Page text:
• reducing plant diversity by out-competing other species
  • destroying wildlife habitat
  • drying of marsh soils through increased evaporation and trapping sediment
  • reducing property value by impairing land use (i.e. swimming, hunting, fishing, shoreline views)
  • creating potential fire hazard due to dry biomass during winter (source: Michigan DEQ)

The Ontario Phragmites Working Group and the Great Lakes Phragmites Collaborative have handy visual guides for homeowners or scientists looking to identify native vs. invasive Phragmites. 

How does Phragmites spread?

Phragmites reproduce through seeds and rhizomes. Rhizomes are underground, horizontal stems growing up to 60 ft long and more than 6 ft per year. Because they can penetrate underground more than 6 ft, they become resilient and persistent by accessing groundwater, and surviving both dry and wet conditions.

The quickest spread of Phragmites occurs when rhizomes are fragmented and grow new plants. Phragmites also spread with seeds germinated from mature plants during spring. A mature plant can produce up to 2,000 seeds, but viability is low where water depths extend beyond 2 inches.

What is being done to control Phragmites?

As part of a combined, long-term management strategy, any number of the following treatments and control methods can be applied to fight the spread of Phragmites. Herbicide is considered the primary method of control, followed by one or more followup methods:

  • prescribed fire, or
  • mechanical treatment (mowing), or
  • water level management (flooding), or
  • grazing by livestock, or
  • smothering with black plastic

The methods are intended for long-term management and monitoring, employed over several seasons to control the aggressive reeds. The Michigan DEQ estimates that they can successfully control Phragmites for 1-2 years without additional application. However, the reeds can recover 3 years after treatment if follow-up management isn’t applied.

The Michigan DEQ states that there are no current biological controls being used in North America for Phragmites. While there are no commercially available biological methods, some insect species and microorganisms in Europe have reportedly attacked Phragmites. The Michigan DEQ goes on to suggest that Cornell University is currently researching the use of these species as biological controls in North America. However, a 2016 publication from researchers from Louisiana State University, University of Rhode Island, and the University of Florida suggests evidence that biological controls for invasive Phragmites would also have negative effects for native Phragmites as well.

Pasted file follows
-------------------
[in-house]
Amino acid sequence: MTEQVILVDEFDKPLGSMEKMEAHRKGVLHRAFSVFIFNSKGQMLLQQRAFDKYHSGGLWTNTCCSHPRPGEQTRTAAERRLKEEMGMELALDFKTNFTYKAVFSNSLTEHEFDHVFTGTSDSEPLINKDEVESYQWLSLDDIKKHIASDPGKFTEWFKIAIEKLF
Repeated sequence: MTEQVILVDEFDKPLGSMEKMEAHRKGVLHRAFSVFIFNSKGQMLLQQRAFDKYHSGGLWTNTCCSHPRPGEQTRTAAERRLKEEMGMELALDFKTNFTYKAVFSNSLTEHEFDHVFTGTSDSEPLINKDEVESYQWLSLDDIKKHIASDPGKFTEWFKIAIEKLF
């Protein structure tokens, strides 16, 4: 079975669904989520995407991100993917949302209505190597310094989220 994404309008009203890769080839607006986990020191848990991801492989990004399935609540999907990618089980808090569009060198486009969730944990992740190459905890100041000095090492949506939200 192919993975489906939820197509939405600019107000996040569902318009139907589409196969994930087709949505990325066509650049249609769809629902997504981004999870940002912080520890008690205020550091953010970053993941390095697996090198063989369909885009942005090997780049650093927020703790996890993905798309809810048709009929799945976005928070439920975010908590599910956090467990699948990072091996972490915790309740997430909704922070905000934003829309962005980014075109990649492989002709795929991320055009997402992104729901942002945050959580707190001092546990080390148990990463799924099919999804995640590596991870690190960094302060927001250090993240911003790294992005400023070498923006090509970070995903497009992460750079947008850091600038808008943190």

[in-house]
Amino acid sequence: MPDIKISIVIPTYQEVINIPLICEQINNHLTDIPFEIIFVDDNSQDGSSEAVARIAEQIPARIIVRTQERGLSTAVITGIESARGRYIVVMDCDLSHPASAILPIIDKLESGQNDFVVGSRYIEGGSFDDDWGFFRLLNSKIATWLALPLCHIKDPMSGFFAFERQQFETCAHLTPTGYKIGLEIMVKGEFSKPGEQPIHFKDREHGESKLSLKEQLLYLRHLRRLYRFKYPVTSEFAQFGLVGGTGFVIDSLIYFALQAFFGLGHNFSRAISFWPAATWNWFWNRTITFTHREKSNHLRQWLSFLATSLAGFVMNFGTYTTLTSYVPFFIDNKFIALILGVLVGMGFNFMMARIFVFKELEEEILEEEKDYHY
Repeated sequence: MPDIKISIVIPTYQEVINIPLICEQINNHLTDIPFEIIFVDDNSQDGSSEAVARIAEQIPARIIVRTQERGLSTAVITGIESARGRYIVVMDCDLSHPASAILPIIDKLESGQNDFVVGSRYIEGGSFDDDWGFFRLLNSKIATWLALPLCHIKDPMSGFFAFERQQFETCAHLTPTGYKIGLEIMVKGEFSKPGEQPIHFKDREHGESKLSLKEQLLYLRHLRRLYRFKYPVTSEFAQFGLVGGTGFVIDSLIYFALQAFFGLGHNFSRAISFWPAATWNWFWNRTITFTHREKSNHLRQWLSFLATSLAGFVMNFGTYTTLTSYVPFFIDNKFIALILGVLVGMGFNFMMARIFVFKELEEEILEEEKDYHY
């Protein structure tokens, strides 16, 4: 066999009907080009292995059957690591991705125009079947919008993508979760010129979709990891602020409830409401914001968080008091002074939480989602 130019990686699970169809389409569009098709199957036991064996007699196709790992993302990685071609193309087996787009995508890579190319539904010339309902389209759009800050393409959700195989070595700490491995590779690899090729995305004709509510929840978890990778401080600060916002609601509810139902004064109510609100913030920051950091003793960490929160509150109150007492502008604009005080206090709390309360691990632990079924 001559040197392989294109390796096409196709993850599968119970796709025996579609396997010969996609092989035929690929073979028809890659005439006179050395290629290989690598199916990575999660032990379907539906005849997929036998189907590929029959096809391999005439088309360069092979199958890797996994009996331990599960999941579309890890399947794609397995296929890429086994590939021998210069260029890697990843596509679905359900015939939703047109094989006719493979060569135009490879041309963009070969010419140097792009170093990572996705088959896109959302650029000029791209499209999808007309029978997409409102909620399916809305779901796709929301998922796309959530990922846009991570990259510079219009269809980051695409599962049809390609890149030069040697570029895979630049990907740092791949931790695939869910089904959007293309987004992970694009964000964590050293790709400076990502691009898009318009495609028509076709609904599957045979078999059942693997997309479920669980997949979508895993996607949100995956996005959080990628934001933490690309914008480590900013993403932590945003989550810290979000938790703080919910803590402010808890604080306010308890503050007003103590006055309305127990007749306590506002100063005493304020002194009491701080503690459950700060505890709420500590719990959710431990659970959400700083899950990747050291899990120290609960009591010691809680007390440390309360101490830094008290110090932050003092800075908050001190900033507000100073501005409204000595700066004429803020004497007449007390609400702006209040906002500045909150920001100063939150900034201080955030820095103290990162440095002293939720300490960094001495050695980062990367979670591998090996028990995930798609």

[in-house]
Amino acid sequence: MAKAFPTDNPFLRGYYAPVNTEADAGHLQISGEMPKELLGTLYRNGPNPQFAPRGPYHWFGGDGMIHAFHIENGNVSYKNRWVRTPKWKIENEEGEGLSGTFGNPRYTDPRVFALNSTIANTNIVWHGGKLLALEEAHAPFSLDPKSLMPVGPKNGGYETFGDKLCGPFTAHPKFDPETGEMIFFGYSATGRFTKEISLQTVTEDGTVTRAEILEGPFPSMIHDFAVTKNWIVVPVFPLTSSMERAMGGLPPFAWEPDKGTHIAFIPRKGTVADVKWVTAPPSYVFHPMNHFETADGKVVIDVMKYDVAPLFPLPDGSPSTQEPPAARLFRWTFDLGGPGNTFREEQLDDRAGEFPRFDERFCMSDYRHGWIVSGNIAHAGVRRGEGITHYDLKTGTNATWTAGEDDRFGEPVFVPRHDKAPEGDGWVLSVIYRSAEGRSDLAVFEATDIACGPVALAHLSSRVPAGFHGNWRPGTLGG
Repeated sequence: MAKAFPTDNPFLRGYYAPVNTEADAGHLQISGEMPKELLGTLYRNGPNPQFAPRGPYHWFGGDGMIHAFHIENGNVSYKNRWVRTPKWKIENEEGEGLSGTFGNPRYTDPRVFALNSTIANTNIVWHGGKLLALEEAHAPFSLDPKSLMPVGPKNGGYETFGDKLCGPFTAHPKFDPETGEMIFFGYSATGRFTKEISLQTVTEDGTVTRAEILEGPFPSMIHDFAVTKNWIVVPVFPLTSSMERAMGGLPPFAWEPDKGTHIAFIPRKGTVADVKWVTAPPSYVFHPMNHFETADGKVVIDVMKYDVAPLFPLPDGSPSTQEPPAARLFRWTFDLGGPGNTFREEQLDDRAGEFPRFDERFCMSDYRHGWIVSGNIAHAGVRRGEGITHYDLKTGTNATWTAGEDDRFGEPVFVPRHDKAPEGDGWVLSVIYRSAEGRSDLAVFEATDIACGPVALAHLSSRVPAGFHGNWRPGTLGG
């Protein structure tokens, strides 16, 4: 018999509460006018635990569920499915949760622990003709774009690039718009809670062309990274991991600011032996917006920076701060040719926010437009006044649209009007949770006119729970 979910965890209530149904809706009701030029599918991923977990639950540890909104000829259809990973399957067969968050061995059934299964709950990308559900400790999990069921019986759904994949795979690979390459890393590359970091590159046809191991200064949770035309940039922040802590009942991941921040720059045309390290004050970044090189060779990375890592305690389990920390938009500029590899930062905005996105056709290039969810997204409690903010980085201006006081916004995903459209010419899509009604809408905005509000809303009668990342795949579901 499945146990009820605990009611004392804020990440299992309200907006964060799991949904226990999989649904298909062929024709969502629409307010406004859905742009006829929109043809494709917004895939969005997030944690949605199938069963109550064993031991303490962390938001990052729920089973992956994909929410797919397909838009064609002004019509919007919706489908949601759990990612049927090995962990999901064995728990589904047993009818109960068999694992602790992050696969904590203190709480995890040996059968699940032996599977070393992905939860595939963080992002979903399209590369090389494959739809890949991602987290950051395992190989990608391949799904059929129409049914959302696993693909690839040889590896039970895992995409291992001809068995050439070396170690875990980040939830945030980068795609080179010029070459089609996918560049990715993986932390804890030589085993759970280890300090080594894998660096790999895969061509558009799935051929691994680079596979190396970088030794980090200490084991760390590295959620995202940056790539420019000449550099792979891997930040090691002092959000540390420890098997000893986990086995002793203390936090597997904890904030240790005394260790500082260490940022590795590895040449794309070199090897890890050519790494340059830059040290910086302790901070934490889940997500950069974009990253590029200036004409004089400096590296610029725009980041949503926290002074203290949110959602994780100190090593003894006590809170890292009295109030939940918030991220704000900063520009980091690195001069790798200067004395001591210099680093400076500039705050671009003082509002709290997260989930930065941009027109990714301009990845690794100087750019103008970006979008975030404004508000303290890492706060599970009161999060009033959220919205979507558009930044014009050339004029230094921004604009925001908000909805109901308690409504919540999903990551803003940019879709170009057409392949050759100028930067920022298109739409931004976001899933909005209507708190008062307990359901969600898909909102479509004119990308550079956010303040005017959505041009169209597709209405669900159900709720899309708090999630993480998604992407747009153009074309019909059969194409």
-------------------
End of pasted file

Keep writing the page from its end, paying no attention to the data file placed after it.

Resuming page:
What can I do?

Learn more about Phragmites in the Great Lakes Basin at www.greatlakesphragmites.net. This site provides resources for landowners, public officials, and land managers. These include brochures, videos, documents, fact sheets, management guidelines, mapping tools, and more. The site also helps connect stakeholders with regional resources for Phragmites management, both state and provincial.

If you live in Ontario, the Ontario Phragmites Working Group provides EDDMapS Ontario (Early Detection and Distribution Mapping System), a digital tool which is used to report and track invasive species across Ontario. You can also call 1-800-563-7711, or email info@invadingspecies.com with sightings.


Further resources:

Great Lakes Phragmites Collaborative website

Ontario Phragmites Working Group

Michigan Department of Environmental Quality: A Guide to the Control and Management of Invasive Phragmites. 

 

 

 

 

 

It's only fair to share...Share on FacebookTweet about this on TwitterShare on Google+Share on TumblrPrint this pageEmail this to someone

Permanent Swimming Advisories at Three TBay Beaches